Third, remember, the public schools at least do not govern themselves, they are organs of their states, and now, at least one state, California, has said that it doesn't want its schools participating in any "amateur leagues" where players are limited the way you want them to be.

Also, as a G5 fan, maybe you should consider that this could be a big opportunity for UCF/USF/Memphis types that are frozen out by the 'cartel'. If anything can upset a cartel, it is an infusion of money. UCF and Memphis can't compete with Alabama for 5-star athletes because the athletes want to go to the schools with the legacy and prestige and status and *approved* money in the form of big athletic budgets**. UCF and Memphis can't compete on that basis. But if boosters can pay players for endorsements maybe schools like Memphis that have a sugar daddy like Fed Ex, or schools that turn out enormous amounts of graduates like UCF and USF, can raise the money to compete on a more equal footing?

** E.g., see LSU's new locker room for football:

https://www.youtube.com/watch?v=EKyG4nq2s4o
(This post was last modified: 10-04-2019 10:50 AM by quo vadis.)
10-04-2019 10:43 AM
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Post: #30
RE: NCAA Prez Mark Emmert Speaks on California Fair Play Act
(10-04-2019 09:30 AM)gosports1 Wrote:  i know this is an unpopular opinion but I m going to share it anyway. The kids that will really benefit from this arrangement are already getting FREE room, board and education. How much does it cost to go to a school like Stanford or as an out of state student to Cal? A better law IMO would be to prevent schools and others from using images of the athletes for profit.
does anyone really believe that a star FB or BB recruit is going to get a job at the local grocery store making $5 an hour?



Scholarships free
free room and board
free education
FCOAs = spending money

It is something I said in another thread.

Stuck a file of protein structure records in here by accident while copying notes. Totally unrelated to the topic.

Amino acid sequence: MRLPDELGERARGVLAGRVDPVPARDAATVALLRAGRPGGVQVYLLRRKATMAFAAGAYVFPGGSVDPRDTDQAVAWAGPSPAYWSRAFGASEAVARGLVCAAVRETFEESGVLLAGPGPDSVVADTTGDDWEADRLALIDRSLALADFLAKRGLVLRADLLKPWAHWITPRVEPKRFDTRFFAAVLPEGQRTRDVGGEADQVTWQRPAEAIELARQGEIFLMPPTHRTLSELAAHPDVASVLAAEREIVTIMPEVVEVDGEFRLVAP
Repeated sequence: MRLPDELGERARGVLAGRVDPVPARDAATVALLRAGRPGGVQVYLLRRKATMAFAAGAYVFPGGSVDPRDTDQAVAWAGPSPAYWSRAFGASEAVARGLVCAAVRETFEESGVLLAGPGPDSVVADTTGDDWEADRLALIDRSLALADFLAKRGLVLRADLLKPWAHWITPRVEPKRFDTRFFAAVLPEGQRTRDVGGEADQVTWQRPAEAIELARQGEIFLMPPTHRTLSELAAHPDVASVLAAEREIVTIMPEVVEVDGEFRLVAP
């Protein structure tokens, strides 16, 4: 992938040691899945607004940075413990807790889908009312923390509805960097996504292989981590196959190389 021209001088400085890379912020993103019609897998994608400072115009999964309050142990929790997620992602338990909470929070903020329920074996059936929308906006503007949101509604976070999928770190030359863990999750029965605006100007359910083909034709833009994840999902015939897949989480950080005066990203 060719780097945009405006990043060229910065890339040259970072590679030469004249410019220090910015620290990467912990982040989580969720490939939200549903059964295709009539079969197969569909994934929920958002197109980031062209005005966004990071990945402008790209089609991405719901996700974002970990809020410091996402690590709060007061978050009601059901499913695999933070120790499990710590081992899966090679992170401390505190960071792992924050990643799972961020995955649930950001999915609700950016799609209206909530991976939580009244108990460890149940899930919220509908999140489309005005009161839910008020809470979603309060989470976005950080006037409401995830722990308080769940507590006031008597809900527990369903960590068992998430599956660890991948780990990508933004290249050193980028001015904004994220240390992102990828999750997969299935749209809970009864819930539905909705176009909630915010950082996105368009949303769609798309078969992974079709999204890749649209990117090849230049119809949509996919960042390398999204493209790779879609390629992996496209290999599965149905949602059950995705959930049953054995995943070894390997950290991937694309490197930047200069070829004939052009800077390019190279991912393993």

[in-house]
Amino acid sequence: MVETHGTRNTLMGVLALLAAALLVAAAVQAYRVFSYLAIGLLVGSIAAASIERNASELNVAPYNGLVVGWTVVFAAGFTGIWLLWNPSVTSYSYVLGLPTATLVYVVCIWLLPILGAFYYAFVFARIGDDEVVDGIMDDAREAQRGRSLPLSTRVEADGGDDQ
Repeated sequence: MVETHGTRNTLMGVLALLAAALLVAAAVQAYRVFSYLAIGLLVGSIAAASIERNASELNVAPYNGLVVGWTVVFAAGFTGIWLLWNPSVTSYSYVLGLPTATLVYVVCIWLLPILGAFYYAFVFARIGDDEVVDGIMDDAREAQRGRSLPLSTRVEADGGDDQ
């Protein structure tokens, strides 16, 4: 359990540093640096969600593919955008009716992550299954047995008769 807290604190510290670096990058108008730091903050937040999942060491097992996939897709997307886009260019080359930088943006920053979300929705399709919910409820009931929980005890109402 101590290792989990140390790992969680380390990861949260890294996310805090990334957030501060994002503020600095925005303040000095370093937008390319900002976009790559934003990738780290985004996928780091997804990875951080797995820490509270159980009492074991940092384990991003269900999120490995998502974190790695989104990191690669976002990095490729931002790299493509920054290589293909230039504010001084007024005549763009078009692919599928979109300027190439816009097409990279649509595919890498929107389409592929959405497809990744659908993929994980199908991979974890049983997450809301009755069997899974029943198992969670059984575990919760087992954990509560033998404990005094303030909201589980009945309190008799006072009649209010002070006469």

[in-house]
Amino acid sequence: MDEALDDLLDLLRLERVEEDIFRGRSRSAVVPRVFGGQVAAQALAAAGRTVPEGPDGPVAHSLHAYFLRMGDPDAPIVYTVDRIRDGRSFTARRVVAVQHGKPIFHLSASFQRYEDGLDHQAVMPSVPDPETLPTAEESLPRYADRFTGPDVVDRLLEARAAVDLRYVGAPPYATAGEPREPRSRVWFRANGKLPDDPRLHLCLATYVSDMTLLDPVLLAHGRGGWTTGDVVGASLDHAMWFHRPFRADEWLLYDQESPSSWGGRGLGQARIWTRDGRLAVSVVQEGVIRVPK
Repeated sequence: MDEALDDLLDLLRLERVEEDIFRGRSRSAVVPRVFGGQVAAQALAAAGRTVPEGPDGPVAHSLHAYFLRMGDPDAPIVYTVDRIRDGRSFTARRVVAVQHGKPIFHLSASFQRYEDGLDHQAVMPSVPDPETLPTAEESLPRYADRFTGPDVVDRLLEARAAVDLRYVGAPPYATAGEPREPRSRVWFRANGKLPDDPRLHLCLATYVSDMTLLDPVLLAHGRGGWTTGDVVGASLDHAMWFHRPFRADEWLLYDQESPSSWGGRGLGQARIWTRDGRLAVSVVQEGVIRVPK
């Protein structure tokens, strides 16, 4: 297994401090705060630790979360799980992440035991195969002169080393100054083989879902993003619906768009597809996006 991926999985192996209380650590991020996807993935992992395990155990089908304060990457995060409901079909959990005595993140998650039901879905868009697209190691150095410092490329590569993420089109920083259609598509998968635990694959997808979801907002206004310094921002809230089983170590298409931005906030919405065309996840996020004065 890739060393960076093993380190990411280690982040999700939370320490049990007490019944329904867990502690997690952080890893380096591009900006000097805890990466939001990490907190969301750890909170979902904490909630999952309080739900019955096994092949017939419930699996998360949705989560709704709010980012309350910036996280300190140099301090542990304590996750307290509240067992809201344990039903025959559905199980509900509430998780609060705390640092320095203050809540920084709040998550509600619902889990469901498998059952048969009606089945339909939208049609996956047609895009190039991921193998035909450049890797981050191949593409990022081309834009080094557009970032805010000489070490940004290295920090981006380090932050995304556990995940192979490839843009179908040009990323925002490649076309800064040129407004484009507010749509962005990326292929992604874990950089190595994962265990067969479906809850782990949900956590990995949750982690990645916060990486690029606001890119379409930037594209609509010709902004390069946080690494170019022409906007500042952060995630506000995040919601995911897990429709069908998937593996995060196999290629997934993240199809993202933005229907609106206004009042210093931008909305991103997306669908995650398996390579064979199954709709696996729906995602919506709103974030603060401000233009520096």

10-04-2019 10:44 AM
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Post: #31
RE: NCAA Prez Mark Emmert Speaks on California Fair Play Act
(10-04-2019 09:49 AM)Attackcoog Wrote:  
(10-04-2019 09:30 AM)gosports1 Wrote:  i know this is an unpopular opinion but I m going to share it anyway. The kids that will really benefit from this arrangement are already getting FREE room, board and education. How much does it cost to go to a school like Stanford or as an out of state student to Cal? A better law IMO would be to prevent schools and others from using images of the athletes for profit.
does anyone really believe that a star FB or BB recruit is going to get a job at the local grocery store making $5 an hour?

Exactly. The kids ARE receiving significant compensation. Tuition and living expenses at a state school runs around 20-30K a year---more at many private schools. Many students are graduating with over $100K in student debt. So, lets not pretend the scholarship is worthless. That said, I do believe they should be some sort of stipend or revenue sharing that gives them a little spending money/earnings over and above the scholarship. As Ive said before, I think it should be a group NCAA players revenue pool for each sport that is divided evenly among all the players of that sport. If the sport makes little revenue--there wont be much money in that sports NCAA shared players pool. If the sport generates significant revenue--there will be a nice little stream of monthly checks for those players. Basically, such a system gives the players a share of the revenue with altering the current competitive balance or general character of the college game.

As for name and likeness---I would like to see the current NCAA rules stay in place with the following exception---

1) Olympic athletes who also play college sports are exempt from the current name and likeness rule.

Another issue will be the Income Tax collections. Governement is not doing this for the benefit of the kids. they know they get nearly 40% a pop of these deals. Call me a cynic, but states like CA and Federal gov't will suck every penny they can get.
10-04-2019 11:57 AM
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Post: #32
RE: NCAA Prez Mark Emmert Speaks on California Fair Play Act
(10-04-2019 10:33 AM)quo vadis Wrote:  
(10-04-2019 10:01 AM)loki_the_bubba Wrote:  
(10-04-2019 08:06 AM)TerryD Wrote:  
(10-04-2019 07:50 AM)quo vadis Wrote:  
(10-04-2019 07:46 AM)Renandpat Wrote:  The tone-deafness served with a side of arrogance.

Yes, as "Sierra" said, if the "college model" is amateur, how on earth does Mark Emmert have a job with a $2.5m annual salary? Why isn't he a volunteer, like a dad who coaches a town little league team?

The model he refers to is fully professional for the schools, amateur only for the players.

Lol, its hypocrisy bordering on evil.

This is a bogus argument. Many charities have full-time paid staff. Does that make them unworthy and evil?